Kozol sounds the alarm—and the news is alarming—but offers fewer solutions than does Chris Whittle in Crash Course (reviewed...



Just in time for the new school year, a furious assault on separate-but-unequal education.

If you want to see a segregated school, reports National Book Award–winning author Kozol (Amazing Grace, 1995, etc.), then “start by looking for a school that’s named for Martin Luther King or Rosa Parks.” Whereas affluent parents are given to putting their children into preschools at the age of two or three, most children in poor urban neighborhoods have no such experience; the principal of one of the poor schools on which Kozol focuses estimates that fewer than five percent of its students has had the two years of pre-kindergarten instruction that are the norm among the well-to-do. The inequalities continue: Throughout a poor child’s school career, fewer amenities are available, whether desks or books or heaters or computers. And, Kozol maintains, things are getting worse, yielding a de facto system of educational apartheid across the country, markedly in minority-heavy venues such as Los Angeles and New York, but visibly everywhere, there are poor people. Just as bad, poor schools are increasingly regimented along pseudo-military lines, Kozol notes, with silent lunches and silent recesses to punctuate long periods of “active listening,” meaning silence; bright children who in better circumstances would be college-bound are shunted off into unchallenging vo-tech courses such as sewing and auto shop, whereas the kids at Beverly Hills High get to take electives in computer graphics, broadcast journalism and sculpture. No wonder poor children graduate in such small numbers: Of 1,275 ninth-graders in one school, Kozol reports, only 400 were enrolled in the 12th grade three years later, and of these, “not quite 15 percent . . . met the requirements for graduation in June of their senior year.”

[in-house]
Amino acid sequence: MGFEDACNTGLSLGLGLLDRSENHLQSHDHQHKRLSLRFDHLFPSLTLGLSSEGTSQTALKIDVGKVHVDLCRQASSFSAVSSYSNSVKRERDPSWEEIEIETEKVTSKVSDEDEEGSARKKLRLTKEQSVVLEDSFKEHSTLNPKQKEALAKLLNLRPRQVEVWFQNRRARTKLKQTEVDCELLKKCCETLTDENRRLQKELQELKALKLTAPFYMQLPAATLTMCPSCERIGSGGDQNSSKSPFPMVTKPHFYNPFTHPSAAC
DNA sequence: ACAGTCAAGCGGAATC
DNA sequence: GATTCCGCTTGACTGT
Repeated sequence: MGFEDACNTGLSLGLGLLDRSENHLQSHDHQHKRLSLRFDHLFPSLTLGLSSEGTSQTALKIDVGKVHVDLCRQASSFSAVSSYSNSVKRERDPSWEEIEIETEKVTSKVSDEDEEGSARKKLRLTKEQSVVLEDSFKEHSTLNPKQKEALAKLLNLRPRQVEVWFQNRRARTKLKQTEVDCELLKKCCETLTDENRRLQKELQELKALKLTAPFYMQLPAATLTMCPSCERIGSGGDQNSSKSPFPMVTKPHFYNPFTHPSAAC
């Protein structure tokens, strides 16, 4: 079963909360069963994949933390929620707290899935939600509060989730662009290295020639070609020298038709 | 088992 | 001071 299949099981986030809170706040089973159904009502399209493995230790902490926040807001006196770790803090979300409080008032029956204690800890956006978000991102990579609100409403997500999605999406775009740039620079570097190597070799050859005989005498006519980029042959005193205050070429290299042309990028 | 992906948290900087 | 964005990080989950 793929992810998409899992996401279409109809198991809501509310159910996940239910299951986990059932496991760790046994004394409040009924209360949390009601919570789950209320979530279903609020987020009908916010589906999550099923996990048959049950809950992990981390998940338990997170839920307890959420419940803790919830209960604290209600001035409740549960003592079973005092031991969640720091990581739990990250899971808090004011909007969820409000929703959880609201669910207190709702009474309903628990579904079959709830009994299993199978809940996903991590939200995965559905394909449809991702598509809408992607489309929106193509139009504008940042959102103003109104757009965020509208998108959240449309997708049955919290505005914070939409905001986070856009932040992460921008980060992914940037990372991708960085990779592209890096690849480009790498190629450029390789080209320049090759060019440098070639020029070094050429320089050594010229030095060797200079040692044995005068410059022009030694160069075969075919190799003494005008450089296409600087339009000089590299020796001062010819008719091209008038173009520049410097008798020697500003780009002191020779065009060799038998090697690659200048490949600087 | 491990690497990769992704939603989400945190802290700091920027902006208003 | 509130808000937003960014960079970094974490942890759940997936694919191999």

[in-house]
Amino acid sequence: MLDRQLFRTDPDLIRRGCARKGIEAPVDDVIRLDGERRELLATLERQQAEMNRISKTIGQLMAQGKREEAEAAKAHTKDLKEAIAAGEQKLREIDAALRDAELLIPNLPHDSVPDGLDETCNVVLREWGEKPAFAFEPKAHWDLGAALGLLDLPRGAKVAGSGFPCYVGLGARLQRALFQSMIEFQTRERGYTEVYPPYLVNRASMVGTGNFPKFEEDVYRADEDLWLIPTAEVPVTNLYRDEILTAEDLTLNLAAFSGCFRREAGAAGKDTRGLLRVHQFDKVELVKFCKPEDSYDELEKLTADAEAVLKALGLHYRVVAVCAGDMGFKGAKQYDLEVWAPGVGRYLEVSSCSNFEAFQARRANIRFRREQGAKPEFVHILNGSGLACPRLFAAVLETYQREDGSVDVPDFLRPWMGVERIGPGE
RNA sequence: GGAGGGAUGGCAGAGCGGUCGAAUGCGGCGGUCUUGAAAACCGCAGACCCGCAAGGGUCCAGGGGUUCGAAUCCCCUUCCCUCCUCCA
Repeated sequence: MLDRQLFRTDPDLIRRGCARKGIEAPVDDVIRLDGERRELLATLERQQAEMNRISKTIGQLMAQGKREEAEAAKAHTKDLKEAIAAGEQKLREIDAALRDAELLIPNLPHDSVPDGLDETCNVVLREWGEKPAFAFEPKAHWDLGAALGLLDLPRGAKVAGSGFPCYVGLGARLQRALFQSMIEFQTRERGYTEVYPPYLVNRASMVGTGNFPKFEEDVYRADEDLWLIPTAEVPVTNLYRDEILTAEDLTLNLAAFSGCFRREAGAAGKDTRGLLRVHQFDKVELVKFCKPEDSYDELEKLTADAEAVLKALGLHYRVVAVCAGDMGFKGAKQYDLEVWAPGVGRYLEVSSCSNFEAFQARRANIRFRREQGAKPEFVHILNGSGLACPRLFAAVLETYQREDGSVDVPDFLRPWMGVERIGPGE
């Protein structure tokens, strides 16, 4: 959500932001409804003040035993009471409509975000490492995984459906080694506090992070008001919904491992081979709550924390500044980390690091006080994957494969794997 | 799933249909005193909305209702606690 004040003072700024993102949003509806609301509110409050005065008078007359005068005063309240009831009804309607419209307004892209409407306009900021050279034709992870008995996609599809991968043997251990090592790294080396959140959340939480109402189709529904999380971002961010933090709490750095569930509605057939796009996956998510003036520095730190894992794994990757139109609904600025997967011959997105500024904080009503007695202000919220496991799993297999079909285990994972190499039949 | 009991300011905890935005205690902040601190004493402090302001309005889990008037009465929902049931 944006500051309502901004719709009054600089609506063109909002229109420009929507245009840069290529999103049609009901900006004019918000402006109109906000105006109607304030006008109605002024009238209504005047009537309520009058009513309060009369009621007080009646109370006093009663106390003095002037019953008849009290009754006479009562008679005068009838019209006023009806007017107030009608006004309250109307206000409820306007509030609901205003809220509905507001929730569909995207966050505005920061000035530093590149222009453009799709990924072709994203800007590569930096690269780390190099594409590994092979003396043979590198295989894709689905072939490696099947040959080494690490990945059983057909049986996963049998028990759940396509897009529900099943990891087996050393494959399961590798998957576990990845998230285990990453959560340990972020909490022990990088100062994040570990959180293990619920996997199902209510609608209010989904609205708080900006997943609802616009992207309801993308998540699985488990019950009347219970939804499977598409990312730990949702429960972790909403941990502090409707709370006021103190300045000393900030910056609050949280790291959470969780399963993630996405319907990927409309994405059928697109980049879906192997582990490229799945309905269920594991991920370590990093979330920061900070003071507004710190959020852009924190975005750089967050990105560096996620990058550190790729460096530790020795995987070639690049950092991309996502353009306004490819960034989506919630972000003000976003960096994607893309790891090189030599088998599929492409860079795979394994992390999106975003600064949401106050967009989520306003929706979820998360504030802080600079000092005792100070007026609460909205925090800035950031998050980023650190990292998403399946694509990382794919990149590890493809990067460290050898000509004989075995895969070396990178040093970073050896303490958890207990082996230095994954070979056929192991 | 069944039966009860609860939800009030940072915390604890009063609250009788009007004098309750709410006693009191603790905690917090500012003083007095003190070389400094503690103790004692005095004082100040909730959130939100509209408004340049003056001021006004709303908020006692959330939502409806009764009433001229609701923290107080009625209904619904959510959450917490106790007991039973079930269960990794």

Kozol sounds the alarm—and the news is alarming—but offers fewer solutions than does Chris Whittle in Crash Course (reviewed below).

Pub Date: Sept. 13, 2005

ISBN: 1-4000-5244-0

Page Count: 352

Publisher: Crown

Review Posted Online: May 20, 2010

Kirkus Reviews Issue: Aug. 1, 2005